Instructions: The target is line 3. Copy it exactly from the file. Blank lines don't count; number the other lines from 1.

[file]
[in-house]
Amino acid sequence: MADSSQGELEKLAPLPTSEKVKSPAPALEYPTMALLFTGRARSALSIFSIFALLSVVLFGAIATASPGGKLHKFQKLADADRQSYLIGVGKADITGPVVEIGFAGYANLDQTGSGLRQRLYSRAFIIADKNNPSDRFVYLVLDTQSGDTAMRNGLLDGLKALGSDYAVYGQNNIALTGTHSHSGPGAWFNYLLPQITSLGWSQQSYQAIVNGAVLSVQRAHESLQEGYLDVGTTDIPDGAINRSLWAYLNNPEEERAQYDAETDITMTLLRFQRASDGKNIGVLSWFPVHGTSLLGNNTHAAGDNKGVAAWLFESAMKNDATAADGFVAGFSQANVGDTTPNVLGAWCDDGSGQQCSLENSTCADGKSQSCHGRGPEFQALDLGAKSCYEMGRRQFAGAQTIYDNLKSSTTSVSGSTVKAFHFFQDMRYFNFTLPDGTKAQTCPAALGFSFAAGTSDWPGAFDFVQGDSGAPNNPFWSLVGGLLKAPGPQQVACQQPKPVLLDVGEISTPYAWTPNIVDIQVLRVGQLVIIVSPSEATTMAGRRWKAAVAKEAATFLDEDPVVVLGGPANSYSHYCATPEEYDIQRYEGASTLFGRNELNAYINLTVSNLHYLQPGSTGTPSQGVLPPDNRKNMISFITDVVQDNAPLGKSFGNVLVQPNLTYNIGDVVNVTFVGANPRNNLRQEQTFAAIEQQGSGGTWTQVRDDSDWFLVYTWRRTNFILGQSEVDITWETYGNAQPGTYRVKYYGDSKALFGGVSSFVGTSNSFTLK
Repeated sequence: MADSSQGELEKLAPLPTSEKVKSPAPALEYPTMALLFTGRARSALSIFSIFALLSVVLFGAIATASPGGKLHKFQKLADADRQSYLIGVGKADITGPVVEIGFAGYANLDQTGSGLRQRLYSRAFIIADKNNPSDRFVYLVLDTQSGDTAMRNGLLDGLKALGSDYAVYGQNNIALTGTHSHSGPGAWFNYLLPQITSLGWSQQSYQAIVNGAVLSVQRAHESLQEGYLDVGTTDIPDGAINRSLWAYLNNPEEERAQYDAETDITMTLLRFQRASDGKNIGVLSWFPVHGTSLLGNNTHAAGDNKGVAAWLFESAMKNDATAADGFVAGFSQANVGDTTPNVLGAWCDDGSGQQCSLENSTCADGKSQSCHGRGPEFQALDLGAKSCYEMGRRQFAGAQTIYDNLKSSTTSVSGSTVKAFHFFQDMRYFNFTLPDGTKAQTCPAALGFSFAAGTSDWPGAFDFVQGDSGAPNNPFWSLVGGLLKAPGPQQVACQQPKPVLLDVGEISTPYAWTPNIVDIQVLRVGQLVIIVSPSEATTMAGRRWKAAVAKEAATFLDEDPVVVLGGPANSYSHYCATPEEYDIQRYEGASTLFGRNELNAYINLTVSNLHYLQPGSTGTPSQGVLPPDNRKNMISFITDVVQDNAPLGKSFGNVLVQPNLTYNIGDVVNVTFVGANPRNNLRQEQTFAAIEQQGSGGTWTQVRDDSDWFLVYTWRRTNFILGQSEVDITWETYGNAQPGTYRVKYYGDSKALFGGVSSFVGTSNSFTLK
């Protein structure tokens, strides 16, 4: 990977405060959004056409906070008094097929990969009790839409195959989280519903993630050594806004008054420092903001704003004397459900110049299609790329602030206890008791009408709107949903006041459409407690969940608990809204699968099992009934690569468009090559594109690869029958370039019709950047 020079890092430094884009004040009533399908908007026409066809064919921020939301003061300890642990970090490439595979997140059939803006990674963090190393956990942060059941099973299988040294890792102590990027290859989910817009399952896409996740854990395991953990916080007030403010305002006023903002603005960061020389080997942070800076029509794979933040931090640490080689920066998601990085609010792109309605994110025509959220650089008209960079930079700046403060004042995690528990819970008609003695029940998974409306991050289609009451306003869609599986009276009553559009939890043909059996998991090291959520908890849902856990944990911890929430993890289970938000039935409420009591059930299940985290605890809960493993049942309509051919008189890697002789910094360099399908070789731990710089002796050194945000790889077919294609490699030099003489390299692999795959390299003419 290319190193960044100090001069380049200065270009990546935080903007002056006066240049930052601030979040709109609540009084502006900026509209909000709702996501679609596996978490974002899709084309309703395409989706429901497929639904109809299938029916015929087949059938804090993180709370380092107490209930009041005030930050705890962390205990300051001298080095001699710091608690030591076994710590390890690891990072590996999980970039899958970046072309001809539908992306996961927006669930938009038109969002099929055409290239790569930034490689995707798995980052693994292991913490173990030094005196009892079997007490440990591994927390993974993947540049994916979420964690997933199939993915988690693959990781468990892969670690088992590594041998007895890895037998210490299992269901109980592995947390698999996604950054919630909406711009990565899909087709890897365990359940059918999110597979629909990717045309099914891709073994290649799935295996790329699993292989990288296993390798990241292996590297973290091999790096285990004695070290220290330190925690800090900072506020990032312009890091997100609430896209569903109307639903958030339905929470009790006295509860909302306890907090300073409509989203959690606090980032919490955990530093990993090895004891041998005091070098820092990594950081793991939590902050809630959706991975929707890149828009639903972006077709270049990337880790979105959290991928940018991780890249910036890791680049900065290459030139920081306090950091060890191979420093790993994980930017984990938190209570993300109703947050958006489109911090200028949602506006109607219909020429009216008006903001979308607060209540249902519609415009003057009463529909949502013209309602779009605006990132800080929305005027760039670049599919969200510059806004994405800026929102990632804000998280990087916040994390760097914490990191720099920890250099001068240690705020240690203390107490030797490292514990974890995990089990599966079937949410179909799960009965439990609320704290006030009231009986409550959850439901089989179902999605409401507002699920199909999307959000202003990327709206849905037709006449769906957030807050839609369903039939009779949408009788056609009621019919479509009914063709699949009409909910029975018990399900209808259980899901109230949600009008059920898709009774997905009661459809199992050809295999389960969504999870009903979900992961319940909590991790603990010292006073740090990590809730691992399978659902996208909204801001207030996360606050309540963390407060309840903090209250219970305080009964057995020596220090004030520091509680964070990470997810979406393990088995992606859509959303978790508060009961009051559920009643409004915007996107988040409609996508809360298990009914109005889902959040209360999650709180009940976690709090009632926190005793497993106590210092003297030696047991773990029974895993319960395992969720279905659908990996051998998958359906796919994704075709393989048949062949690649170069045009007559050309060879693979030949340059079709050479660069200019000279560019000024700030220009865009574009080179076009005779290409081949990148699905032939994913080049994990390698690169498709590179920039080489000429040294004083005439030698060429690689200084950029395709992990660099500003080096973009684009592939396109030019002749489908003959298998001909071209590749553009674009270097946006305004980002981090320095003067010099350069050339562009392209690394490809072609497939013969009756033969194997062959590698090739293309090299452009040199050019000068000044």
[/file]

Repeated sequence: MADSSQGELEKLAPLPTSEKVKSPAPALEYPTMALLFTGRARSALSIFSIFALLSVVLFGAIATASPGGKLHKFQKLADADRQSYLIGVGKADITGPVVEIGFAGYANLDQTGSGLRQRLYSRAFIIADKNNPSDRFVYLVLDTQSGDTAMRNGLLDGLKALGSDYAVYGQNNIALTGTHSHSGPGAWFNYLLPQITSLGWSQQSYQAIVNGAVLSVQRAHESLQEGYLDVGTTDIPDGAINRSLWAYLNNPEEERAQYDAETDITMTLLRFQRASDGKNIGVLSWFPVHGTSLLGNNTHAAGDNKGVAAWLFESAMKNDATAADGFVAGFSQANVGDTTPNVLGAWCDDGSGQQCSLENSTCADGKSQSCHGRGPEFQALDLGAKSCYEMGRRQFAGAQTIYDNLKSSTTSVSGSTVKAFHFFQDMRYFNFTLPDGTKAQTCPAALGFSFAAGTSDWPGAFDFVQGDSGAPNNPFWSLVGGLLKAPGPQQVACQQPKPVLLDVGEISTPYAWTPNIVDIQVLRVGQLVIIVSPSEATTMAGRRWKAAVAKEAATFLDEDPVVVLGGPANSYSHYCATPEEYDIQRYEGASTLFGRNELNAYINLTVSNLHYLQPGSTGTPSQGVLPPDNRKNMISFITDVVQDNAPLGKSFGNVLVQPNLTYNIGDVVNVTFVGANPRNNLRQEQTFAAIEQQGSGGTWTQVRDDSDWFLVYTWRRTNFILGQSEVDITWETYGNAQPGTYRVKYYGDSKALFGGVSSFVGTSNSFTLK